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Keep well this winter, starting with Self-Care Week

We’re all being encouraged to look after ourselves and loved ones this winter starting during Self-Care Week (16 – 22 November 2015).

Self-Care Week aims to encourage all of us to be actively involved in improving our own health and well-being, especially those with a long term conditions such as diabetes or chronic respiratory problems.

People think they need to visit a GP or hospital with minor illnesses and injuries, but they are often better treated more quickly elsewhere, or at home using simple remedies.

Your local pharmacist can offer you free, qualified health advice at any time, and no appointment is necessary. From coughs and colds to aches and pains, they can give you expert help on everyday illnesses and answer questions about prescribed and over the counter medicines.

All year round, pharmacists can also advise in confidence on healthy eating, obesity and giving up smoking.

If you need help out of hours then call NHS111. Simply dialling 111 will put you through to the NHS.

Dr Oliver, Clinical Lead, Nottingham North and East CCG, says: “Self-Care Week is an important reminder that we all have a responsibility for our own health.

“People with long term conditions often have more complex health needs than others. However, with the support of healthcare professionals, they can plan their care to help manage their condition and prevent unnecessary visits to hospital.

“Self-care isn’t just for those that are older or ill. If you’re a parent or carer you still have a really important role to play. Making sure you and your loved ones are looking after themselves, taking medication as prescribed if they need it. In addition eating well, taking exercise and seeing others is really important for mental and physical health and wellbeing.

Self-Care Week isn’t just about learning how we keep our bodies fit and healthy but also how we can improve our living environment and seek other help when we need it.

Our Top Tips for keeping warm and keeping well are:

  1. Keep warm. Heat your home to at least 18°C (65°F). You may prefer your main living room to be slightly warmer. Keep your bedroom window closed on a winter’s night. Breathing in cold air has no health benefits.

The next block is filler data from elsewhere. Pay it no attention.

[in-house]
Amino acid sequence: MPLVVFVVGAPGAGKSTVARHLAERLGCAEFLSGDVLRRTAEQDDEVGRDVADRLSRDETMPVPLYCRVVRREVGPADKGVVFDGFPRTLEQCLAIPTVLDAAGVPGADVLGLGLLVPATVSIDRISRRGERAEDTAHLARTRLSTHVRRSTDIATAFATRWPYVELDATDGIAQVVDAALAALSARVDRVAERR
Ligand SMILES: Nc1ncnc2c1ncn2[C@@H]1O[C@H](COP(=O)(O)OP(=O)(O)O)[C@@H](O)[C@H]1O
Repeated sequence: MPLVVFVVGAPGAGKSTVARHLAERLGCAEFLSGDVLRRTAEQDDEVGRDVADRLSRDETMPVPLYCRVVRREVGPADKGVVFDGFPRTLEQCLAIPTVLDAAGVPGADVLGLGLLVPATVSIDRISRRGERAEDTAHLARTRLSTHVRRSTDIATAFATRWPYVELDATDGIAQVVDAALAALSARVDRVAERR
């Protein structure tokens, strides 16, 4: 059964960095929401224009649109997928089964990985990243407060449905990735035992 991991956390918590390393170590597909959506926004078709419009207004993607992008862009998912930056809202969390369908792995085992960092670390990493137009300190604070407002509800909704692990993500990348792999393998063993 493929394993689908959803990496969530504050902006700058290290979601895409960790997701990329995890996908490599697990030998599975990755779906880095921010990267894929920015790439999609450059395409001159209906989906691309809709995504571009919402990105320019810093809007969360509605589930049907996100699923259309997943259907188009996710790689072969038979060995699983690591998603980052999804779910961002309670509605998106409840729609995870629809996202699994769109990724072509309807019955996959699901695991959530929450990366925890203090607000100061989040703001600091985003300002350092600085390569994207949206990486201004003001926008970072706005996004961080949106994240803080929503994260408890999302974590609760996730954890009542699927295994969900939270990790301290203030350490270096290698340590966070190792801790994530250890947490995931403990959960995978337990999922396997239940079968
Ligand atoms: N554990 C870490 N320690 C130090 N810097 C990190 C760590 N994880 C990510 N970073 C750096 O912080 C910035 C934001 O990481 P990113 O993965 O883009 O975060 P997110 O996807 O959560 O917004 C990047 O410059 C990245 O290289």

2. Get financial support. There are grants, benefits and sources of advice available to make your home more energy efficient, improve your heating or help with bills.
  3. Look after yourself. Contact your GP to get your free flu jab if you are aged 65 or over, live in a residential or nursing home, or are the main carer for an older or disabled person.
  4. Don’t delay in getting treatment for minor winter ailments like colds or sore throats. Visit your local pharmacist for advice on treatment before it gets worse so you can recover quicker.
  5. Layer your clothing whether you are indoors or outside. Wrap a scarf around your mouth to protect your lungs from the cold air.
  6. Wear shoes with a good grip if you need to go outside.
  7. When you’re indoors, try not to sit still for more than an hour or so. Get up, stretch your legs and make yourself a warm drink.
  8. Have your heating and cooking appliances checked by a Gas Safe registered engineer to make sure they are operating safely.
  9. Contact your water and power suppliers to see if you can be on the Priority Services Register, a service for older and disabled people.

And finally, check on older neighbours or relatives to make sure they’re safe and well. Make sure they’re warm enough, especially at night, and have stocks of food and medicines so they don’t need to go out during very cold weather.

If you’re worried about an older person, contact a family member or ring the Age UK helpline on 0800 00 99 66.

More information about how to keep warm and keep well this winter

More information about Self Care Week

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